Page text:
Pope Francis Excommunicates Australian Priest Greg Reynolds For Advocating Gay, Women’s Rights

Pope Francis
Pope Francis takes part in his inaugural mass in Saint Peter's Square at the Vatican. Reuters

Pope Francis is reported to have carried out the first excommunication of his papacy. Australian priest Greg Reynolds has been officially stripped of his priesthood and excommunicated by the Vatican under Pope Francis' authority. The former father Reynolds is known in his order as a supporter of gay rights and other advocacies that the Catholic Church has not been open to. Despite Pope Francis' recent statements suggesting the Church spends too much time concentrating on gays and abortion, it is said father Reynolds was excommunicated for his support of same sex marriage and female clergy.

In 2011, Reynolds resigned his post as a parish priest and in 2012 created the Inclusive Catholics Organization. Reynolds always knew his views and ideas were not popular with the Church and expected to be reprimanded, but not excommunicated. The act of excommunicating someone bars that person from receiving the Holy Sacraments, especially the Eucharist also known as the sacrament of Holy Communion. Reynolds spoke to The Age saying, "In times past excommunication was a huge thing, but today the hierarchy have lost so much truth and respect. I've come to this position because I've followed my conscience on women's ordination and gay marriage."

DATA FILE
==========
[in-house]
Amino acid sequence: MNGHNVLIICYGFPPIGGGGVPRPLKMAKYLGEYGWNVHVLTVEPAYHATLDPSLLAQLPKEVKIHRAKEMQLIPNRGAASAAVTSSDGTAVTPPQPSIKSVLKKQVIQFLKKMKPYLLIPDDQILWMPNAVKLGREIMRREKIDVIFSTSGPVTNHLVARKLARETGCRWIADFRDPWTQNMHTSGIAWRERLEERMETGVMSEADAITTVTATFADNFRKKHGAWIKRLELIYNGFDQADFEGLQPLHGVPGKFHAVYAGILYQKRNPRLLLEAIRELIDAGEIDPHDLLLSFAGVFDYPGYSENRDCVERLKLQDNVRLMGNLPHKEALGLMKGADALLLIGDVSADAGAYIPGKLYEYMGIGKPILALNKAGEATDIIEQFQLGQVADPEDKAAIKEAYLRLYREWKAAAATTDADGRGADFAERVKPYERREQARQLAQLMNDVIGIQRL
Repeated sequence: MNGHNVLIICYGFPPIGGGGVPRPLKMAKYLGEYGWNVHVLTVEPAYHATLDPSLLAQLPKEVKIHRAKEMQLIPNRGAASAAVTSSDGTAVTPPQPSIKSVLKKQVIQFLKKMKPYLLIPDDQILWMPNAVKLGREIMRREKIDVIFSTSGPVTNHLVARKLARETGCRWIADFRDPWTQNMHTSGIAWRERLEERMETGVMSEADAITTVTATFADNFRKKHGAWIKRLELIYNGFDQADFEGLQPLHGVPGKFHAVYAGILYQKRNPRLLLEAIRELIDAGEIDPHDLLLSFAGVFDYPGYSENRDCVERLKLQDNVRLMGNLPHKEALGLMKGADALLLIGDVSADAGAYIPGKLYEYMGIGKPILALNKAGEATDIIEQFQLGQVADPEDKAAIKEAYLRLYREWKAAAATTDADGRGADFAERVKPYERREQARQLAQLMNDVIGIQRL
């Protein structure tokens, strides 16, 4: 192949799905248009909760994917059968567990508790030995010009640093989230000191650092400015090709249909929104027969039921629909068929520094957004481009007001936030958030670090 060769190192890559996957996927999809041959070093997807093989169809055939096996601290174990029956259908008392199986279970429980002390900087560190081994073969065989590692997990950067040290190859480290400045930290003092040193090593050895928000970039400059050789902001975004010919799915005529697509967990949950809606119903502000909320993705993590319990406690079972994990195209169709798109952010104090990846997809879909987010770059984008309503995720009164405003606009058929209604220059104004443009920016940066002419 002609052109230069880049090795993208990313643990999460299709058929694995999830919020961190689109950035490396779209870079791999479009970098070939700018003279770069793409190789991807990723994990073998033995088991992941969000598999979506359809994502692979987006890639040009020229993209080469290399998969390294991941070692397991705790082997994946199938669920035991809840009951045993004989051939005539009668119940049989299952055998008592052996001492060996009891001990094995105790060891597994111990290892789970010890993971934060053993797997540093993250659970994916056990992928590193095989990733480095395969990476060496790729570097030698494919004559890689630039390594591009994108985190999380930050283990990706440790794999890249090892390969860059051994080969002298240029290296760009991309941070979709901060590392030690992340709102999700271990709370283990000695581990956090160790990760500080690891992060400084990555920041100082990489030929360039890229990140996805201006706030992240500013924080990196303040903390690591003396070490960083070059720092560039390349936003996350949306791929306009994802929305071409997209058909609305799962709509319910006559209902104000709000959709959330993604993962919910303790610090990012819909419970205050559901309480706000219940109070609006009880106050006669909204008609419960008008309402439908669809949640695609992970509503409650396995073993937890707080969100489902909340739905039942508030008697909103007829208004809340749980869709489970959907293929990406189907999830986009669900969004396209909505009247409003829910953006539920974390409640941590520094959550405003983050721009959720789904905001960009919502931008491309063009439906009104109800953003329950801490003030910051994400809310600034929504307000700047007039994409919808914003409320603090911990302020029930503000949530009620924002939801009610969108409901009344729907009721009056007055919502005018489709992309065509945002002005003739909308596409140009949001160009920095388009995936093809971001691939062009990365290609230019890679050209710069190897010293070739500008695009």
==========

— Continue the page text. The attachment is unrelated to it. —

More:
Reynolds received the notice of his excommunication last week. The papal document was written in Latin and sent to the priest by the office of the Pope. Reynolds was surprised that his excommunication came during the papacy of Pope Francis. The Pope was elected seven months ago and quickly gained a reputation as a Pope looking to make reforms within the Church including over gay rights and women's issues. "I am very surprised that this order has come under his watch; it seems so inconsistent with everything else he has said and done," Reynolds told the National Catholic Reporter.

Time Magazine has pointed out that while an excommunication does require papal approval the order may not have come directly from Francis himself. Since the priest has openly preformed "unofficial" marriages between gay couples, Time believes he could have been on his way toward excommunication for some time. "Excommunication processes tend to take a long time, even years, and Reynolds was likely already tagged for removal before Francis took office in March," writes Time Magazine.

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Amanda Schiavo holds a B.A in History from Pace University and has been a member of the Latin Times team since May 2013. She is an amateur historian, an aficionado of all things Disney, is an animal enthusiast and an accomplished equestrian. Schiavo enjoys writing human-interest pieces and stories related to helping animals and animal rights. Schiavo has been a journalist for four years and has written for Brooklyn Today as well as several other publications.